NewsCovering Colorado


Wildfire mitigation classes teach Colorado City how to be safe

Teaching techniques to keep your property damage-free
Fire Mitigation Colorado City.jpg
Posted at 11:30 PM, Jul 09, 2022
and last updated 2022-07-10 01:30:41-04

COLORADO CITY, Colorado — Wildfire damage in Colorado is always a concern for everyone in the state. With an unpredictable fire season ahead of this year, many are wondering what can be done to help protect their property.

But with some help from state officials and local partners, you can learn about mitigation techniques that can help keep your home safe from the flames.

Today the Spanish Peaks Alliance for Wildfire Prevention, CCO, and the ARWC partnered together to offer classes this month about how you can mitigate fire damage in your community, and on your property.

Barbara Randl attended one of those classes this morning. She had concerns that there were not any city or county officials present learning information.

She says, "fire mitigation needs to be like any preventative program. You need to address the issue before it occurs".

The class was taught by Paul Minow, a former fireman of 39 years who now works for the Spanish Peaks Alliance for Wildfire Prevention as a contractor. He specializes in making and understanding various maps to help firefighters understand how a wildfire might affect an area.

They're called Fuel maps. They look at what in the environment might act as fuel for the fire, such as closely grouped trees and dead grasslands.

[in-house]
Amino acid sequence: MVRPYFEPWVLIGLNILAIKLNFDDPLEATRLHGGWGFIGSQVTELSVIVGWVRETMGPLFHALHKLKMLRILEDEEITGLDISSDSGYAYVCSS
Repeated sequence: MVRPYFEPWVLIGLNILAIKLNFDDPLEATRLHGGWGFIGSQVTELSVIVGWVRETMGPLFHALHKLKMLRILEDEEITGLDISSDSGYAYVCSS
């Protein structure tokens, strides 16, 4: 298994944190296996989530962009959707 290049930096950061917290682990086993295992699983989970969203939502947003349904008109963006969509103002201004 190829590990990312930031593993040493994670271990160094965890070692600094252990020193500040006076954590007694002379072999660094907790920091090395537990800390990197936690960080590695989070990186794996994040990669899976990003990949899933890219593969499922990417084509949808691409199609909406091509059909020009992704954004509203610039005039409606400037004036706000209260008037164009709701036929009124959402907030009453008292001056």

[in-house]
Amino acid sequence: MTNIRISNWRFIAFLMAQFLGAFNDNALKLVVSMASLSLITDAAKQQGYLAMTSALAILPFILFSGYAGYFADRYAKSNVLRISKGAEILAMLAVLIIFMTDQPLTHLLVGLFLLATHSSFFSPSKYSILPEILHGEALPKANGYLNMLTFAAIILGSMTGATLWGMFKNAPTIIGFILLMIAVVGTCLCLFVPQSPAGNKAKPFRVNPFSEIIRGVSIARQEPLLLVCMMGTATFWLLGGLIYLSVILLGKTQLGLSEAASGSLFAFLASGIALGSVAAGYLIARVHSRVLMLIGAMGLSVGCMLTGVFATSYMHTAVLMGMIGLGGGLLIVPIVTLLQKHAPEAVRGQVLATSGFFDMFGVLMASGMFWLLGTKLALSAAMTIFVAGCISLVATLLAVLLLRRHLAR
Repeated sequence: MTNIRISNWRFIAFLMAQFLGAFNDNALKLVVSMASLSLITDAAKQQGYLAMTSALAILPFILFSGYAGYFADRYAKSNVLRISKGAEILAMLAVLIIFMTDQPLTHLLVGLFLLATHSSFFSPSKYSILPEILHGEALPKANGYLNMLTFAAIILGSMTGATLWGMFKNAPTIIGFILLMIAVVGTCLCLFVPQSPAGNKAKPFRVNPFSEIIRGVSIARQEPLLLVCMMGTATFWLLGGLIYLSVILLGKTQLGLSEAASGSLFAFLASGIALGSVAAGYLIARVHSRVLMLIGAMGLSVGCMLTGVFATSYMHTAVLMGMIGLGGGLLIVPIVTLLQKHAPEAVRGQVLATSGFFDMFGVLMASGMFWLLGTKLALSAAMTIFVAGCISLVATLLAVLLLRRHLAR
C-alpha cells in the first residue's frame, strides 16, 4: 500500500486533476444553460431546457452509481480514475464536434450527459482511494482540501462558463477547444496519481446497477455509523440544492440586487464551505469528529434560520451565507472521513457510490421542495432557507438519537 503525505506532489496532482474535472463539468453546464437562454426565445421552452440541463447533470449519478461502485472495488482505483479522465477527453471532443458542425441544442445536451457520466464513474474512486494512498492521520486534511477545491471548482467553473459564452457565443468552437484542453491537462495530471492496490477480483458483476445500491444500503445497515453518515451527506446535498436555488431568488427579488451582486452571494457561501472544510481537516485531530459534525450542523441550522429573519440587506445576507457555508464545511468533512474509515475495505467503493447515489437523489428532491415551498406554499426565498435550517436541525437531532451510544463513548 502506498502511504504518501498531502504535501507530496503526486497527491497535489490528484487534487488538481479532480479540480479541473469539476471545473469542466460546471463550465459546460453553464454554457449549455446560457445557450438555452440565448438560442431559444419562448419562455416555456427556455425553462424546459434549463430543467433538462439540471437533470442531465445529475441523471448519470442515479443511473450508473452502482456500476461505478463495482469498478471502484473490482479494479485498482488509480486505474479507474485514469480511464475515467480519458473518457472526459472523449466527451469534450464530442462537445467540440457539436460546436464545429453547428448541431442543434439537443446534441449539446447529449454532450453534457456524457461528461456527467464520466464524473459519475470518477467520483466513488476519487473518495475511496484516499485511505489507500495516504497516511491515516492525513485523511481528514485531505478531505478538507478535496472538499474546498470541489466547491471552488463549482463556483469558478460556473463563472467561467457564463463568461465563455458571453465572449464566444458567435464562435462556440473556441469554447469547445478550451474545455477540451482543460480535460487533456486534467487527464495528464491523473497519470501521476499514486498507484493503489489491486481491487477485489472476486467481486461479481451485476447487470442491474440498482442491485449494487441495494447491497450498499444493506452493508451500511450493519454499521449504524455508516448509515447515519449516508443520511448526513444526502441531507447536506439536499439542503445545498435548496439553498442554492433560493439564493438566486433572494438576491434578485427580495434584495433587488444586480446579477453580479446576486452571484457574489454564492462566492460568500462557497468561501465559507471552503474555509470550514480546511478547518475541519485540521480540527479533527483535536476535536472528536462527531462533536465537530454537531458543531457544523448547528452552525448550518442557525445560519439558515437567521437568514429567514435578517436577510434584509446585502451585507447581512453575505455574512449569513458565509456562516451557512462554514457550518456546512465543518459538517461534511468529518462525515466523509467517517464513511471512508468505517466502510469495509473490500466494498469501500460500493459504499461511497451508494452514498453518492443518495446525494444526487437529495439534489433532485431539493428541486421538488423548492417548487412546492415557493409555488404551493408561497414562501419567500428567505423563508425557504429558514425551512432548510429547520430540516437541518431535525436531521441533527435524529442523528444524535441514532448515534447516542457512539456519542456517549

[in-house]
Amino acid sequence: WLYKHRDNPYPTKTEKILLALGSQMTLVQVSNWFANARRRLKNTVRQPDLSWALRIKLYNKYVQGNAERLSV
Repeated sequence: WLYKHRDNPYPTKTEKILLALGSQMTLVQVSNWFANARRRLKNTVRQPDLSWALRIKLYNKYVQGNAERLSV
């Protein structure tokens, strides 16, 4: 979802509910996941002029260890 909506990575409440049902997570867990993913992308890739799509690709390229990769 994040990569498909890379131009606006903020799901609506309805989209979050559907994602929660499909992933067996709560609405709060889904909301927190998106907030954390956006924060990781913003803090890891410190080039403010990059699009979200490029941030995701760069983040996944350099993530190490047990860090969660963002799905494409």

According to Minow, he's"... using it to be able to inform homeowners on what they need or could do on their property to be able to mitigate".

Some of his best advice is to categorize your property into three different zones. The first zone is 3-5 feet around the area of your house. The second zone is 5-20 feet away from your house. Anything after that is the third zone.

This is where good mitigation practices are key. Minow advises,
"Up close to your house, make sure you've got that three to five feet zone that's basically non-burnable, and then out from five feet out to thirty feet, you have a fairly thin area, an area that doesn't have a lot in it, and then out past that, you can have more trees, more brush, more things"

This will hopefully stop any fire that might be spreading outside of your home from jumping to your home.

Minow also recommends adding metal screens in front of your windows instead of fiberglass. If you have any cracks or openings in your house, such as between your roof and walls, you should fill them with caulk.

This will stop any embers from floating in the wind to your attic, which can spark a house fire

If you missed this last class, there's still time to see the last one. It will be held at the Colorado City library on July 29, three weeks from now.


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